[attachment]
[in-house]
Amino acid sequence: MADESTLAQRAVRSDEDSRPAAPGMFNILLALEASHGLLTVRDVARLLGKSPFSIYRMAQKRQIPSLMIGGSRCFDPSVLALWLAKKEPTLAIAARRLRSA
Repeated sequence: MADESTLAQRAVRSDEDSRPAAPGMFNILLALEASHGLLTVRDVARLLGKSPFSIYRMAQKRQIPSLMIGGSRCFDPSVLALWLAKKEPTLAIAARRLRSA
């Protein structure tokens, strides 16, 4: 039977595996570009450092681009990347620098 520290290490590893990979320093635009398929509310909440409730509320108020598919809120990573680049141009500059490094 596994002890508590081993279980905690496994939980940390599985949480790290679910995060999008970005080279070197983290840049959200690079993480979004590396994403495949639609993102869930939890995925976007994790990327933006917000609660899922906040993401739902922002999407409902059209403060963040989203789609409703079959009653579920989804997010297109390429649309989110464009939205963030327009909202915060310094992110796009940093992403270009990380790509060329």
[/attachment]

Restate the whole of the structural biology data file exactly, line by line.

[in-house]
Amino acid sequence: MADESTLAQRAVRSDEDSRPAAPGMFNILLALEASHGLLTVRDVARLLGKSPFSIYRMAQKRQIPSLMIGGSRCFDPSVLALWLAKKEPTLAIAARRLRSA
Repeated sequence: MADESTLAQRAVRSDEDSRPAAPGMFNILLALEASHGLLTVRDVARLLGKSPFSIYRMAQKRQIPSLMIGGSRCFDPSVLALWLAKKEPTLAIAARRLRSA
């Protein structure tokens, strides 16, 4: 039977595996570009450092681009990347620098 520290290490590893990979320093635009398929509310909440409730509320108020598919809120990573680049141009500059490094 596994002890508590081993279980905690496994939980940390599985949480790290679910995060999008970005080279070197983290840049959200690079993480979004590396994403495949639609993102869930939890995925976007994790990327933006917000609660899922906040993401739902922002999407409902059209403060963040989203789609409703079959009653579920989804997010297109390429649309989110464009939205963030327009909202915060310094992110796009940093992403270009990380790509060329």